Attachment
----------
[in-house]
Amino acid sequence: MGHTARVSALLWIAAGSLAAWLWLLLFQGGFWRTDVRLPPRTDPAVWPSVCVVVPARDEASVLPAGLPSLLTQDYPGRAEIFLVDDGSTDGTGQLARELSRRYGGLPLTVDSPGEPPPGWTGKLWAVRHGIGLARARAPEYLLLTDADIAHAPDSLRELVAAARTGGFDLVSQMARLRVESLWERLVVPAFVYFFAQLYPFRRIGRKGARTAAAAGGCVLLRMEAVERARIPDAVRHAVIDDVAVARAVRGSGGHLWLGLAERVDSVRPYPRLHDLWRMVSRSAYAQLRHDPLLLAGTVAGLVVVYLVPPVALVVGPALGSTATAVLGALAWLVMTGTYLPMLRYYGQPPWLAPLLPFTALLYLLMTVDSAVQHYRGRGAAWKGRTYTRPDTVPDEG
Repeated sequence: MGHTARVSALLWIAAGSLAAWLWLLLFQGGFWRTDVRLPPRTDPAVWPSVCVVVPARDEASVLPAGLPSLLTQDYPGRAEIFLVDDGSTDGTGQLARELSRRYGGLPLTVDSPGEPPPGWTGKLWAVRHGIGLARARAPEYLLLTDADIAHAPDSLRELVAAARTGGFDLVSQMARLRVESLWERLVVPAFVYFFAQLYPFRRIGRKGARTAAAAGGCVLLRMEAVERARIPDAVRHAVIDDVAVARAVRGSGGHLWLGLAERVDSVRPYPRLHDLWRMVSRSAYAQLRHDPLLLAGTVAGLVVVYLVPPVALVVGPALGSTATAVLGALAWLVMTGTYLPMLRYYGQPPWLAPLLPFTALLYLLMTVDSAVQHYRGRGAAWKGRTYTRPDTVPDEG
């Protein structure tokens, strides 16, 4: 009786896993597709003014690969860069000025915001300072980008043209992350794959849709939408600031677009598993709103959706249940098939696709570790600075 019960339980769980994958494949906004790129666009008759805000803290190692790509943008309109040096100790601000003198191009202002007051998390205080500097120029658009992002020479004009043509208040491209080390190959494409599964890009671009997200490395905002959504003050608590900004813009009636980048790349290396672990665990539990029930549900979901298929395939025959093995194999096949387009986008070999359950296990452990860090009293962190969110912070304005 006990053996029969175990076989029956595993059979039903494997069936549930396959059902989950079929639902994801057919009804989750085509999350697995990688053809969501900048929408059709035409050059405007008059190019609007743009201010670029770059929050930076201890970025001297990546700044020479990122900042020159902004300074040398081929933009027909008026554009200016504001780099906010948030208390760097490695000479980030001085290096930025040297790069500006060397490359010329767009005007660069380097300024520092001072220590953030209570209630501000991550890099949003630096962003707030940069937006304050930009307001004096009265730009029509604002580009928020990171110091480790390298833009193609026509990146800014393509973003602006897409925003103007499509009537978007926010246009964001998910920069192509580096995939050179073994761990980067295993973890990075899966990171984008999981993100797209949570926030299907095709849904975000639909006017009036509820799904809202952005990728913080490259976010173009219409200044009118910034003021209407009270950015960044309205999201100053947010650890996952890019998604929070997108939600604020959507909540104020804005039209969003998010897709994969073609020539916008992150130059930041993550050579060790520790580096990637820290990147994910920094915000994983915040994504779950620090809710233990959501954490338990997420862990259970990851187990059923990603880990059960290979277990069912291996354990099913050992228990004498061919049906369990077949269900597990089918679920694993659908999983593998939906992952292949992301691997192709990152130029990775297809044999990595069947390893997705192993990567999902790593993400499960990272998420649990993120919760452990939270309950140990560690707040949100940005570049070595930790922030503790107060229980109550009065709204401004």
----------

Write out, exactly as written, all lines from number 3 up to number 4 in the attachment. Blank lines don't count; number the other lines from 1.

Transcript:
Repeated sequence: MGHTARVSALLWIAAGSLAAWLWLLLFQGGFWRTDVRLPPRTDPAVWPSVCVVVPARDEASVLPAGLPSLLTQDYPGRAEIFLVDDGSTDGTGQLARELSRRYGGLPLTVDSPGEPPPGWTGKLWAVRHGIGLARARAPEYLLLTDADIAHAPDSLRELVAAARTGGFDLVSQMARLRVESLWERLVVPAFVYFFAQLYPFRRIGRKGARTAAAAGGCVLLRMEAVERARIPDAVRHAVIDDVAVARAVRGSGGHLWLGLAERVDSVRPYPRLHDLWRMVSRSAYAQLRHDPLLLAGTVAGLVVVYLVPPVALVVGPALGSTATAVLGALAWLVMTGTYLPMLRYYGQPPWLAPLLPFTALLYLLMTVDSAVQHYRGRGAAWKGRTYTRPDTVPDEG
């Protein structure tokens, strides 16, 4: 009786896993597709003014690969860069000025915001300072980008043209992350794959849709939408600031677009598993709103959706249940098939696709570790600075 019960339980769980994958494949906004790129666009008759805000803290190692790509943008309109040096100790601000003198191009202002007051998390205080500097120029658009992002020479004009043509208040491209080390190959494409599964890009671009997200490395905002959504003050608590900004813009009636980048790349290396672990665990539990029930549900979901298929395939025959093995194999096949387009986008070999359950296990452990860090009293962190969110912070304005 006990053996029969175990076989029956595993059979039903494997069936549930396959059902989950079929639902994801057919009804989750085509999350697995990688053809969501900048929408059709035409050059405007008059190019609007743009201010670029770059929050930076201890970025001297990546700044020479990122900042020159902004300074040398081929933009027909008026554009200016504001780099906010948030208390760097490695000479980030001085290096930025040297790069500006060397490359010329767009005007660069380097300024520092001072220590953030209570209630501000991550890099949003630096962003707030940069937006304050930009307001004096009265730009029509604002580009928020990171110091480790390298833009193609026509990146800014393509973003602006897409925003103007499509009537978007926010246009964001998910920069192509580096995939050179073994761990980067295993973890990075899966990171984008999981993100797209949570926030299907095709849904975000639909006017009036509820799904809202952005990728913080490259976010173009219409200044009118910034003021209407009270950015960044309205999201100053947010650890996952890019998604929070997108939600604020959507909540104020804005039209969003998010897709994969073609020539916008992150130059930041993550050579060790520790580096990637820290990147994910920094915000994983915040994504779950620090809710233990959501954490338990997420862990259970990851187990059923990603880990059960290979277990069912291996354990099913050992228990004498061919049906369990077949269900597990089918679920694993659908999983593998939906992952292949992301691997192709990152130029990775297809044999990595069947390893997705192993990567999902790593993400499960990272998420649990993120919760452990939270309950140990560690707040949100940005570049070595930790922030503790107060229980109550009065709204401004």